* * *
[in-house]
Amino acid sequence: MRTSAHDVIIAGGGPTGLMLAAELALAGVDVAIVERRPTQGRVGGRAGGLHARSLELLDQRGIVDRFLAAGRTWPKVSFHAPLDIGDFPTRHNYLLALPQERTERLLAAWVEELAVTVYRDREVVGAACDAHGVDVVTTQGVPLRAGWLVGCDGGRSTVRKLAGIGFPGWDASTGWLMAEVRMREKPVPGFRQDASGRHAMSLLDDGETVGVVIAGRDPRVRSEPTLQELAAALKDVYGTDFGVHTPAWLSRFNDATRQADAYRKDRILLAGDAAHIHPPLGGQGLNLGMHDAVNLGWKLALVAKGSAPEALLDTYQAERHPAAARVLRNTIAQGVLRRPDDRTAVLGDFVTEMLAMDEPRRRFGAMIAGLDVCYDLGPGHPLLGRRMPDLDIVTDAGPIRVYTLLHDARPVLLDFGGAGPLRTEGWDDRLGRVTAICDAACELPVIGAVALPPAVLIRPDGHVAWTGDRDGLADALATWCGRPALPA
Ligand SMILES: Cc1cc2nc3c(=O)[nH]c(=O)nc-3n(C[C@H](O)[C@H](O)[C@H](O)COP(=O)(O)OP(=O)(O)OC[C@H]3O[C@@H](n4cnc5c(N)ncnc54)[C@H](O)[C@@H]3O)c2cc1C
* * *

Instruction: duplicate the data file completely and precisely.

[in-house]
Amino acid sequence: MRTSAHDVIIAGGGPTGLMLAAELALAGVDVAIVERRPTQGRVGGRAGGLHARSLELLDQRGIVDRFLAAGRTWPKVSFHAPLDIGDFPTRHNYLLALPQERTERLLAAWVEELAVTVYRDREVVGAACDAHGVDVVTTQGVPLRAGWLVGCDGGRSTVRKLAGIGFPGWDASTGWLMAEVRMREKPVPGFRQDASGRHAMSLLDDGETVGVVIAGRDPRVRSEPTLQELAAALKDVYGTDFGVHTPAWLSRFNDATRQADAYRKDRILLAGDAAHIHPPLGGQGLNLGMHDAVNLGWKLALVAKGSAPEALLDTYQAERHPAAARVLRNTIAQGVLRRPDDRTAVLGDFVTEMLAMDEPRRRFGAMIAGLDVCYDLGPGHPLLGRRMPDLDIVTDAGPIRVYTLLHDARPVLLDFGGAGPLRTEGWDDRLGRVTAICDAACELPVIGAVALPPAVLIRPDGHVAWTGDRDGLADALATWCGRPALPA
Ligand SMILES: Cc1cc2nc3c(=O)[nH]c(=O)nc-3n(C[C@H](O)[C@H](O)[C@H](O)COP(=O)(O)OP(=O)(O)OC[C@H]3O[C@@H](n4cnc5c(N)ncnc54)[C@H](O)[C@@H]3O)c2cc1C